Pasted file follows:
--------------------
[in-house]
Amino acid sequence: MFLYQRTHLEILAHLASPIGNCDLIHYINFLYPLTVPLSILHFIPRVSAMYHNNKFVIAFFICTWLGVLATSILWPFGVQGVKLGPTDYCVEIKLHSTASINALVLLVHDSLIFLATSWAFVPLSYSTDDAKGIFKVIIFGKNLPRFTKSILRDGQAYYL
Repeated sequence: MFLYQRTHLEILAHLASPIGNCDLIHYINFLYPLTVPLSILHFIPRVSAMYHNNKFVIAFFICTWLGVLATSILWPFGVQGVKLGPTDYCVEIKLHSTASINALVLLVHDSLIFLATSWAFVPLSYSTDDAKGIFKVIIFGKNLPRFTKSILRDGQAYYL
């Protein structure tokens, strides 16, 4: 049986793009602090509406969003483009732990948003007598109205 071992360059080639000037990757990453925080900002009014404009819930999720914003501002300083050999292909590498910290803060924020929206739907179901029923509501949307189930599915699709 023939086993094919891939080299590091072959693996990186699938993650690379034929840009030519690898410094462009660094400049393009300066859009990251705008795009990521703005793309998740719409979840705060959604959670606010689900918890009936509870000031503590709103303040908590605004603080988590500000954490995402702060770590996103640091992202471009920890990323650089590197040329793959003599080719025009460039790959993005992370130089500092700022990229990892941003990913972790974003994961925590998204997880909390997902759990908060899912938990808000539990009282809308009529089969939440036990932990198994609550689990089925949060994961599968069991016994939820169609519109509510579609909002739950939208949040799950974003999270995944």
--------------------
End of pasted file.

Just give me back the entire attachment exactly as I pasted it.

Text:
[in-house]
Amino acid sequence: MFLYQRTHLEILAHLASPIGNCDLIHYINFLYPLTVPLSILHFIPRVSAMYHNNKFVIAFFICTWLGVLATSILWPFGVQGVKLGPTDYCVEIKLHSTASINALVLLVHDSLIFLATSWAFVPLSYSTDDAKGIFKVIIFGKNLPRFTKSILRDGQAYYL
Repeated sequence: MFLYQRTHLEILAHLASPIGNCDLIHYINFLYPLTVPLSILHFIPRVSAMYHNNKFVIAFFICTWLGVLATSILWPFGVQGVKLGPTDYCVEIKLHSTASINALVLLVHDSLIFLATSWAFVPLSYSTDDAKGIFKVIIFGKNLPRFTKSILRDGQAYYL
């Protein structure tokens, strides 16, 4: 049986793009602090509406969003483009732990948003007598109205 071992360059080639000037990757990453925080900002009014404009819930999720914003501002300083050999292909590498910290803060924020929206739907179901029923509501949307189930599915699709 023939086993094919891939080299590091072959693996990186699938993650690379034929840009030519690898410094462009660094400049393009300066859009990251705008795009990521703005793309998740719409979840705060959604959670606010689900918890009936509870000031503590709103303040908590605004603080988590500000954490995402702060770590996103640091992202471009920890990323650089590197040329793959003599080719025009460039790959993005992370130089500092700022990229990892941003990913972790974003994961925590998204997880909390997902759990908060899912938990808000539990009282809308009529089969939440036990932990198994609550689990089925949060994961599968069991016994939820169609519109509510579609909002739950939208949040799950974003999270995944």